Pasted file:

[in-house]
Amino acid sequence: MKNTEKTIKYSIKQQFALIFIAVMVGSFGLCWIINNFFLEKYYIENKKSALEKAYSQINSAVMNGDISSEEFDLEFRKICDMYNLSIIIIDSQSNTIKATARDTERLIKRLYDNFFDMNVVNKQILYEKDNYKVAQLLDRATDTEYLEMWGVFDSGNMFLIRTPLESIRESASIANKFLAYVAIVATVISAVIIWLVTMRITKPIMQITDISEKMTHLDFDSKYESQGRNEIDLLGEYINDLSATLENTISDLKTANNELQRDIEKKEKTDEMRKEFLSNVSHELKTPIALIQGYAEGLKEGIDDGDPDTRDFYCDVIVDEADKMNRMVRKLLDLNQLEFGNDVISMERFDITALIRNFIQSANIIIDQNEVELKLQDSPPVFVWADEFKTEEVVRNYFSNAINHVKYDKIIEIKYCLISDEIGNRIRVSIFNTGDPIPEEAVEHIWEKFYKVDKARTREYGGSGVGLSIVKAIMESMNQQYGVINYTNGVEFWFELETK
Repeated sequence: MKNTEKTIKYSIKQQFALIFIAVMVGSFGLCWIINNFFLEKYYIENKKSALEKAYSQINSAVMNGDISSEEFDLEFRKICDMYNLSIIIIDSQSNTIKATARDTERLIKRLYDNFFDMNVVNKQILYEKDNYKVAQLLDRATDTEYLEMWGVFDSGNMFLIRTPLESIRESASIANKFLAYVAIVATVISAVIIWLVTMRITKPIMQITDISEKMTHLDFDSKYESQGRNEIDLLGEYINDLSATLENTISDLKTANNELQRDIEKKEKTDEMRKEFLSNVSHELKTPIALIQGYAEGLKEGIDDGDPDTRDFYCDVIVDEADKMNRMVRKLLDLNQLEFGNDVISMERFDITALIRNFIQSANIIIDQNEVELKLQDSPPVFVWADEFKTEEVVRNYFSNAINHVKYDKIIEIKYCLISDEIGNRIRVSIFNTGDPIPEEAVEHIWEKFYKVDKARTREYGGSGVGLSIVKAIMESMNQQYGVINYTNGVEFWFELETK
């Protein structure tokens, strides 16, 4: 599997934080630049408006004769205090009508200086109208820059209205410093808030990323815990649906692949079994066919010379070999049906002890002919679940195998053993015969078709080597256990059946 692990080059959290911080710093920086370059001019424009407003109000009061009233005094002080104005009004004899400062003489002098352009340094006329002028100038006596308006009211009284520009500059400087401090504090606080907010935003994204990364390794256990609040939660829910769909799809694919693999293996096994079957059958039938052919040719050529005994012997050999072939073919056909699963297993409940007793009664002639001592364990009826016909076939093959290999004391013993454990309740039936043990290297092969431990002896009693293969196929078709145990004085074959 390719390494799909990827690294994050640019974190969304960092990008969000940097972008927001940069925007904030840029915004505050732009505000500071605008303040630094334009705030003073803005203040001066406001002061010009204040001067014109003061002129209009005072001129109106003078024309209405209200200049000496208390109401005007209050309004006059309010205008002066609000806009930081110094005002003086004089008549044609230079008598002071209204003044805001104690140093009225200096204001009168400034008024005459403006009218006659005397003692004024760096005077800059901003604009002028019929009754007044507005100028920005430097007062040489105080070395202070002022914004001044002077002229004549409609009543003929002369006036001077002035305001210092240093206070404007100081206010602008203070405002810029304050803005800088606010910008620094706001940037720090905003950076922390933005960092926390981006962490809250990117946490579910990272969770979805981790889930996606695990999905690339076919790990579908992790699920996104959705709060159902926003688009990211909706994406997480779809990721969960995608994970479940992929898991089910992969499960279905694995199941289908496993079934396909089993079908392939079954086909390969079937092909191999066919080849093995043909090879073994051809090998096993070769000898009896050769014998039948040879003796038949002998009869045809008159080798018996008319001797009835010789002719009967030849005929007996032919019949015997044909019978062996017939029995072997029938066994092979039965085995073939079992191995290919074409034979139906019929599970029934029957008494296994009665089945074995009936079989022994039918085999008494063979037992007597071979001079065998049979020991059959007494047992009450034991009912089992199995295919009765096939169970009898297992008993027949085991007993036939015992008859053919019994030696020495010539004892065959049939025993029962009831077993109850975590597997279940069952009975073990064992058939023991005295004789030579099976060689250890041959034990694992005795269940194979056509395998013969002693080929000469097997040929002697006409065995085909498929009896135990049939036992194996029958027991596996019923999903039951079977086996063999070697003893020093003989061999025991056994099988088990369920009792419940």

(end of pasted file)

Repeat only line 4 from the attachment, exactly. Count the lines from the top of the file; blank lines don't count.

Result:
């Protein structure tokens, strides 16, 4: 599997934080630049408006004769205090009508200086109208820059209205410093808030990323815990649906692949079994066919010379070999049906002890002919679940195998053993015969078709080597256990059946 692990080059959290911080710093920086370059001019424009407003109000009061009233005094002080104005009004004899400062003489002098352009340094006329002028100038006596308006009211009284520009500059400087401090504090606080907010935003994204990364390794256990609040939660829910769909799809694919693999293996096994079957059958039938052919040719050529005994012997050999072939073919056909699963297993409940007793009664002639001592364990009826016909076939093959290999004391013993454990309740039936043990290297092969431990002896009693293969196929078709145990004085074959 390719390494799909990827690294994050640019974190969304960092990008969000940097972008927001940069925007904030840029915004505050732009505000500071605008303040630094334009705030003073803005203040001066406001002061010009204040001067014109003061002129209009005072001129109106003078024309209405209200200049000496208390109401005007209050309004006059309010205008002066609000806009930081110094005002003086004089008549044609230079008598002071209204003044805001104690140093009225200096204001009168400034008024005459403006009218006659005397003692004024760096005077800059901003604009002028019929009754007044507005100028920005430097007062040489105080070395202070002022914004001044002077002229004549409609009543003929002369006036001077002035305001210092240093206070404007100081206010602008203070405002810029304050803005800088606010910008620094706001940037720090905003950076922390933005960092926390981006962490809250990117946490579910990272969770979805981790889930996606695990999905690339076919790990579908992790699920996104959705709060159902926003688009990211909706994406997480779809990721969960995608994970479940992929898991089910992969499960279905694995199941289908496993079934396909089993079908392939079954086909390969079937092909191999066919080849093995043909090879073994051809090998096993070769000898009896050769014998039948040879003796038949002998009869045809008159080798018996008319001797009835010789002719009967030849005929007996032919019949015997044909019978062996017939029995072997029938066994092979039965085995073939079992191995290919074409034979139906019929599970029934029957008494296994009665089945074995009936079989022994039918085999008494063979037992007597071979001079065998049979020991059959007494047992009450034991009912089992199995295919009765096939169970009898297992008993027949085991007993036939015992008859053919019994030696020495010539004892065959049939025993029962009831077993109850975590597997279940069952009975073990064992058939023991005295004789030579099976060689250890041959034990694992005795269940194979056509395998013969002693080929000469097997040929002697006409065995085909498929009896135990049939036992194996029958027991596996019923999903039951079977086996063999070697003893020093003989061999025991056994099988088990369920009792419940």